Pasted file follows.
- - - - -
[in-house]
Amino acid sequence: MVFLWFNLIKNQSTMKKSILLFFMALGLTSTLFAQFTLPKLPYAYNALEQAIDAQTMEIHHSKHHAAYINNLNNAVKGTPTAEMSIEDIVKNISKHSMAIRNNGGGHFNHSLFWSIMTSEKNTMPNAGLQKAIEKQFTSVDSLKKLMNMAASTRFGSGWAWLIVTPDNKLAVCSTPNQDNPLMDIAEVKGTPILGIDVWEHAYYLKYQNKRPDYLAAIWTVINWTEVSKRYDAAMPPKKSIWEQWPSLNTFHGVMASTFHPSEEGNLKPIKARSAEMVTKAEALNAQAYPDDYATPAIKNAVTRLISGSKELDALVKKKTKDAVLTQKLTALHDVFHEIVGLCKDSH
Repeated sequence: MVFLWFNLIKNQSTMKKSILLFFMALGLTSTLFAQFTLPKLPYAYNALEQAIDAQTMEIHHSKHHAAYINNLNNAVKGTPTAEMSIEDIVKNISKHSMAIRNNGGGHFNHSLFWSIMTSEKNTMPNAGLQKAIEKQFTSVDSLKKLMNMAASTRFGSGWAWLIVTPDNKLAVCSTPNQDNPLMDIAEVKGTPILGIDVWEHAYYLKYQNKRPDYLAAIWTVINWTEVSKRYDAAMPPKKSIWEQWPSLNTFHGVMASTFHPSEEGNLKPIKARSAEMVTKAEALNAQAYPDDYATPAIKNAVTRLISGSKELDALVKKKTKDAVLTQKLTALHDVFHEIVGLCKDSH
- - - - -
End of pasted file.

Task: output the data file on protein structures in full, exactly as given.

[in-house]
Amino acid sequence: MVFLWFNLIKNQSTMKKSILLFFMALGLTSTLFAQFTLPKLPYAYNALEQAIDAQTMEIHHSKHHAAYINNLNNAVKGTPTAEMSIEDIVKNISKHSMAIRNNGGGHFNHSLFWSIMTSEKNTMPNAGLQKAIEKQFTSVDSLKKLMNMAASTRFGSGWAWLIVTPDNKLAVCSTPNQDNPLMDIAEVKGTPILGIDVWEHAYYLKYQNKRPDYLAAIWTVINWTEVSKRYDAAMPPKKSIWEQWPSLNTFHGVMASTFHPSEEGNLKPIKARSAEMVTKAEALNAQAYPDDYATPAIKNAVTRLISGSKELDALVKKKTKDAVLTQKLTALHDVFHEIVGLCKDSH
Repeated sequence: MVFLWFNLIKNQSTMKKSILLFFMALGLTSTLFAQFTLPKLPYAYNALEQAIDAQTMEIHHSKHHAAYINNLNNAVKGTPTAEMSIEDIVKNISKHSMAIRNNGGGHFNHSLFWSIMTSEKNTMPNAGLQKAIEKQFTSVDSLKKLMNMAASTRFGSGWAWLIVTPDNKLAVCSTPNQDNPLMDIAEVKGTPILGIDVWEHAYYLKYQNKRPDYLAAIWTVINWTEVSKRYDAAMPPKKSIWEQWPSLNTFHGVMASTFHPSEEGNLKPIKARSAEMVTKAEALNAQAYPDDYATPAIKNAVTRLISGSKELDALVKKKTKDAVLTQKLTALHDVFHEIVGLCKDSH